The Federal Reserve is expected to announce a bond-buying scheme on Wednesday designed to keep down long-term interest rates and encourage American businesses and consumers to borrow and spend.
If the Fed’s plan works, it could reduce the aftershocks of tax increases and spending cuts scheduled to take effect in January if Congress is unable to reach a deal on the budget. Ben Bernanke, the chairman of the Fed, said that the plan probably would not rescue the economy if it took a dive off of the looming fiscal cliff, according to The Huffington Post.
Fears regarding the fiscal cliff have led some firms to delay their expansion, recruitment efforts and investments. Manufacturing has decreased and consumers have reduced their spending. Unemployment remains at 7.7 percent, and many experts maintain that the economy would fall into another recession if the higher taxes and spending cuts lasted for a majority of 2013.
The Fed is expected to unveil a program to purchase $45 billion a month in long-term Treasury securities, replacing a program called Operation Twist, in which the Fed sold $45 billion a month in short-term Treasuries and used the proceeds to purchase the same amount in long-term Treasuries, The Huffington Post reports.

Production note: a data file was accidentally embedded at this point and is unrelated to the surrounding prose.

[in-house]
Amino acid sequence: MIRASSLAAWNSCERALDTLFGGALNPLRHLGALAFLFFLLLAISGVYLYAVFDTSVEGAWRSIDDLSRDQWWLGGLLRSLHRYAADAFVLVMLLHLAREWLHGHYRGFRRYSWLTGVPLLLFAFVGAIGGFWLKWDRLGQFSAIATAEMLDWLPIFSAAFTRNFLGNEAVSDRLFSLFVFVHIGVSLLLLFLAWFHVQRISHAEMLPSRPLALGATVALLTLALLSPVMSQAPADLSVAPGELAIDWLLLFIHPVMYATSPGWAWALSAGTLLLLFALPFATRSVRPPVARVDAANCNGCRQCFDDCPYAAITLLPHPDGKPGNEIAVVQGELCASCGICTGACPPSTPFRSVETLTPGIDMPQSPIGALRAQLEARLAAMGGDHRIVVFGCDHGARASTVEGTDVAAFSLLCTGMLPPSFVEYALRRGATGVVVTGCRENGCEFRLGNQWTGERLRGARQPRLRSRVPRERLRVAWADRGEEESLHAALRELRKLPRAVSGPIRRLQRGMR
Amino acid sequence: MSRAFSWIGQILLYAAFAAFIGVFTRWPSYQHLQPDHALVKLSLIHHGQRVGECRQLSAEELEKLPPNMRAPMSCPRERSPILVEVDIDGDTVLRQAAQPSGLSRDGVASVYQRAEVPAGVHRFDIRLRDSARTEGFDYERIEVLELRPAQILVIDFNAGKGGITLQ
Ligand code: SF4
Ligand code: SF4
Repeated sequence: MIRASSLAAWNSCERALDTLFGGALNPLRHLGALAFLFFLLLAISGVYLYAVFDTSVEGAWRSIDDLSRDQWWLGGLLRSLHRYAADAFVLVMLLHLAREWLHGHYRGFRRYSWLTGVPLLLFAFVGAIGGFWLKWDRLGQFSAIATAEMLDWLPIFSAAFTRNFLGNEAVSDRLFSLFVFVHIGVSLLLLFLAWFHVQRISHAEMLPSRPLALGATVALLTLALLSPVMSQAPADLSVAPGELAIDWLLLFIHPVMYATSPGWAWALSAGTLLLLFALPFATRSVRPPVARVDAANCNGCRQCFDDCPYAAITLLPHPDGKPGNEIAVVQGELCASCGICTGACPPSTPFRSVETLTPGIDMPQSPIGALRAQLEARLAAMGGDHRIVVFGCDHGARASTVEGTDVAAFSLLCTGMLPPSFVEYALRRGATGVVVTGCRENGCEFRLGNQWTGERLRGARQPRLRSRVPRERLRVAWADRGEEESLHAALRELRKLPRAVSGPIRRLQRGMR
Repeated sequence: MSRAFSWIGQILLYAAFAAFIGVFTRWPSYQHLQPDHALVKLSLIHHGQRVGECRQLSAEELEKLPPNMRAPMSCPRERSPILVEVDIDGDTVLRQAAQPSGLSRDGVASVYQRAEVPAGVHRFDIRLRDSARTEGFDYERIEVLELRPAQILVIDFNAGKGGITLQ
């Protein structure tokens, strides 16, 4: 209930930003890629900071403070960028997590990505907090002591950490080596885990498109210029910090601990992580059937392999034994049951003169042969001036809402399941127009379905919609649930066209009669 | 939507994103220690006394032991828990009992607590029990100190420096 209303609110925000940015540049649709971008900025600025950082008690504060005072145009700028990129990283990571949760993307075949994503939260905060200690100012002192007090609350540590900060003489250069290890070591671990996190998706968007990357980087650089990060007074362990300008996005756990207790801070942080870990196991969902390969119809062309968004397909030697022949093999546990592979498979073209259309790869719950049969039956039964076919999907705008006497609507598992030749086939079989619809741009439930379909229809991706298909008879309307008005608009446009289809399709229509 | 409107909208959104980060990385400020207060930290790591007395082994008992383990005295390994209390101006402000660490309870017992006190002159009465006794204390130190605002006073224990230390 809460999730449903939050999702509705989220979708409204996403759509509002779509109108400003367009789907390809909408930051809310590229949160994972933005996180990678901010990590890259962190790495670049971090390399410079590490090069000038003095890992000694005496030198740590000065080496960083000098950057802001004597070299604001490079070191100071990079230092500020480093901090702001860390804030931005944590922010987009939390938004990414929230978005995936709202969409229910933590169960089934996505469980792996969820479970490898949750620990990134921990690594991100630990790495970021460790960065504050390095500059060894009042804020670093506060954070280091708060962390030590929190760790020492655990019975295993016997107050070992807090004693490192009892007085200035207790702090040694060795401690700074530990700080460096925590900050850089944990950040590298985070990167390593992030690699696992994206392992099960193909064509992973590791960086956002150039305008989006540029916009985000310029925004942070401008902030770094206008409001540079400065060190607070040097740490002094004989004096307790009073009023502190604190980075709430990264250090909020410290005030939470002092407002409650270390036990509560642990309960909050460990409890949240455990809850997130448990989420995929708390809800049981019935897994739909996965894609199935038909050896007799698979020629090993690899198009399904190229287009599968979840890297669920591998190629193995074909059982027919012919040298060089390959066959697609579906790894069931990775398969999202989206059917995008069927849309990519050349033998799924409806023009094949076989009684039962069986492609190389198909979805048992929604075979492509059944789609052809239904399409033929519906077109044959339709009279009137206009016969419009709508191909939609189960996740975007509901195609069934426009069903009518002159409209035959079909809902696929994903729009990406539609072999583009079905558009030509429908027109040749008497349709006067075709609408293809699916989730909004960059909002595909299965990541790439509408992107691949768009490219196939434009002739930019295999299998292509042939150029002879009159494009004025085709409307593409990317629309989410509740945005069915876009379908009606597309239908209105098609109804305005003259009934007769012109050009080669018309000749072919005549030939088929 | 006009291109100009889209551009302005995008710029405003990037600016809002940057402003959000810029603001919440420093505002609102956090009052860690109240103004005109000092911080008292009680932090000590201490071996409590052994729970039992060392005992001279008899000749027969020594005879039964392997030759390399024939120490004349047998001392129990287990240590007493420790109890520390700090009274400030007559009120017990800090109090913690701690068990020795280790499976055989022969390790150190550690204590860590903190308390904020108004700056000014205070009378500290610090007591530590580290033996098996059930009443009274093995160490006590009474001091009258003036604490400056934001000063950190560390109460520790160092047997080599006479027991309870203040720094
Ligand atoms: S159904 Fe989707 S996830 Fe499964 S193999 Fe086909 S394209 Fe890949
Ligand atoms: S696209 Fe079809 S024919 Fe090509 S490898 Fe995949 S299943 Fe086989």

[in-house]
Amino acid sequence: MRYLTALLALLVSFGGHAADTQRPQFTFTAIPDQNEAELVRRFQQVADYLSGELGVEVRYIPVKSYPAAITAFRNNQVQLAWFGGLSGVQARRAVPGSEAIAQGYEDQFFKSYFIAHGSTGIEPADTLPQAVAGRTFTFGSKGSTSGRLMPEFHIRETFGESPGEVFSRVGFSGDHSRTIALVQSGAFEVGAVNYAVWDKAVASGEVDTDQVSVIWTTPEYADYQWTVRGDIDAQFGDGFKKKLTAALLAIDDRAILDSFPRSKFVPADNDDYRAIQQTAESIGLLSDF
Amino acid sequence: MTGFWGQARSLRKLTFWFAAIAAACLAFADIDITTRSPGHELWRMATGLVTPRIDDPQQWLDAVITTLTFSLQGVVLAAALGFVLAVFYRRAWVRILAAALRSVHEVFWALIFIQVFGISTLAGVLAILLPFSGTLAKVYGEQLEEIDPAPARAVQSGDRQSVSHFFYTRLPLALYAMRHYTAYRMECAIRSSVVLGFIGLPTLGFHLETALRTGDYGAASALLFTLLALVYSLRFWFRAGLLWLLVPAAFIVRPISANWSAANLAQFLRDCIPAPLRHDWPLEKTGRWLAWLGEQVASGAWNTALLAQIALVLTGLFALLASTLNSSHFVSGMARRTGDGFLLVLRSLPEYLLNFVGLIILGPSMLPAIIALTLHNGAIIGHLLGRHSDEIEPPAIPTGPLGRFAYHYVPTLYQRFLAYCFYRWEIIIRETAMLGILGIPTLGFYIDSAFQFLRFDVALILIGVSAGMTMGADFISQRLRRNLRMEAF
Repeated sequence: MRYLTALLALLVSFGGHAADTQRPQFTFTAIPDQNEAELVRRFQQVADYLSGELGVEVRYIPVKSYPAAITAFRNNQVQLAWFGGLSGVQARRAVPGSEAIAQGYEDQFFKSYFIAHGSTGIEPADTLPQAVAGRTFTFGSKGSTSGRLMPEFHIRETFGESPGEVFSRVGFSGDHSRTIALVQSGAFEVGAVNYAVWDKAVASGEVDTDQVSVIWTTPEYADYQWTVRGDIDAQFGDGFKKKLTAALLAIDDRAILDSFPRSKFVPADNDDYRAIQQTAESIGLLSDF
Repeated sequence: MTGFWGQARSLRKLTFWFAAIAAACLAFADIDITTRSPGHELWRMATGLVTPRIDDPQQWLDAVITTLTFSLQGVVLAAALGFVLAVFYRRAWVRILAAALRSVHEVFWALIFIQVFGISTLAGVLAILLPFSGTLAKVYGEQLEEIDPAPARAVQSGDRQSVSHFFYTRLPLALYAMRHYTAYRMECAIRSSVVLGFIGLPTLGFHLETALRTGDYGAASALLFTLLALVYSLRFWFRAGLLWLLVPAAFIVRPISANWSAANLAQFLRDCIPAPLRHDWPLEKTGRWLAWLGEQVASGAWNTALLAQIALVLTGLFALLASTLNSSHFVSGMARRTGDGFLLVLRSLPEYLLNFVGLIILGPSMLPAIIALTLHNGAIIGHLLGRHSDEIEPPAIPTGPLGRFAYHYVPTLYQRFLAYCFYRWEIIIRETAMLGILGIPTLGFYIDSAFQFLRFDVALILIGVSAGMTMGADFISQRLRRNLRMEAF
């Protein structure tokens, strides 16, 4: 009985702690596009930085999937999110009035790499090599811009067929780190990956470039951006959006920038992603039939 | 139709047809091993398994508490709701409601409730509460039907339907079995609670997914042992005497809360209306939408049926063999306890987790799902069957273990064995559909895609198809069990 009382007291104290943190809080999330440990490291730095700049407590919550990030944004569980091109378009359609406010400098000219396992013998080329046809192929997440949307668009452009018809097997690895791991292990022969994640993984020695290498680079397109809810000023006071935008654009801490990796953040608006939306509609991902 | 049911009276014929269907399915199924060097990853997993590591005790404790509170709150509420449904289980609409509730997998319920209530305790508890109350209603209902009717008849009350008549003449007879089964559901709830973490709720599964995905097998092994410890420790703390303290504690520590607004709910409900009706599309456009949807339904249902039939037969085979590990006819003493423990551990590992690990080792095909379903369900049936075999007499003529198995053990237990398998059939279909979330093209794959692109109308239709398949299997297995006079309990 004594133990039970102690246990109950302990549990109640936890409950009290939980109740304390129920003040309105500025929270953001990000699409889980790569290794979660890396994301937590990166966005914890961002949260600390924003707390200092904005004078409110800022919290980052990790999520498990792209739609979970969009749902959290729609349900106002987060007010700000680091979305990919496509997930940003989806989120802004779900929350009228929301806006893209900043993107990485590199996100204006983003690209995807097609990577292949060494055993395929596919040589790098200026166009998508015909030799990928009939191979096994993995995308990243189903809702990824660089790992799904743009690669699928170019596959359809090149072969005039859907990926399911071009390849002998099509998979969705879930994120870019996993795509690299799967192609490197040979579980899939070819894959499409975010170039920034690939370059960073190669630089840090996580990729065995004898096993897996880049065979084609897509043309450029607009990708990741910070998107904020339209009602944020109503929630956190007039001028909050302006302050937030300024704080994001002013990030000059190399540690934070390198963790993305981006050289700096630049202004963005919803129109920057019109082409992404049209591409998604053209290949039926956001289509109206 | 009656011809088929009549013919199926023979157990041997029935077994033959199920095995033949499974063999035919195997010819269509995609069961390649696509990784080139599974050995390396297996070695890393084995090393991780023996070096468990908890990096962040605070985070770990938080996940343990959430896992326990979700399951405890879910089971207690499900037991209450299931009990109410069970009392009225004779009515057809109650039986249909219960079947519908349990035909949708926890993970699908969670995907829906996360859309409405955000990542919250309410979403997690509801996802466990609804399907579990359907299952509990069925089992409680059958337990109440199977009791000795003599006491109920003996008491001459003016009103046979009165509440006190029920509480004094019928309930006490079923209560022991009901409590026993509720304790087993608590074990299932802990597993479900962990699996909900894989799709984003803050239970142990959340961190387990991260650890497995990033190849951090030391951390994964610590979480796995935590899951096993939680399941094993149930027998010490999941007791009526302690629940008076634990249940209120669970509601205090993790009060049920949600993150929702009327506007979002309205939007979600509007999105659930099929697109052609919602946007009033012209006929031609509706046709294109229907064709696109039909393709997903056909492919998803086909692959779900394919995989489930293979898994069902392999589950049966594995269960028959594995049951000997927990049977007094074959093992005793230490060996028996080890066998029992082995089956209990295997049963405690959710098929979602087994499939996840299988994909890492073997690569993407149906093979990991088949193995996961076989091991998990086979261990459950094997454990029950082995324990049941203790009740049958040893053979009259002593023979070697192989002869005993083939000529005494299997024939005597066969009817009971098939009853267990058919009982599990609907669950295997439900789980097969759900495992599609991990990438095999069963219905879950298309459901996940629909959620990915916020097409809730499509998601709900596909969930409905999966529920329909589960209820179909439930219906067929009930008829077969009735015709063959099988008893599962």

Since the Fed has sold off all of its short-term securities, it must increase spending and beef up its portfolio in order to maintain its pace of long-term Treasury security purchases. The plan expected to be announced on Wednesday would join a plan announced in September, in which the Fed purchases $40 billion a month in mortgage bonds in order to force home mortgage rates even lower and to encourage home purchases.
“The Fed really has only one key decision at the meeting, and that is how much of the current plan they will replace,” David Jones, the chief economist at DMJ Advisors, said, according to The Huffington Post.
If the Fed chooses not to replace Operation Twist, the value of its long-term Treasury securities will decrease by 50 percent, which could increase long-term borrowing rates.
In addition to increasing lending by driving down rates, the Fed hopes to encourage investors to move funds out of low-yielding bonds and into stocks to boost the stock market, which could, in turn, further increase spending and investing, The Huffington Post reports.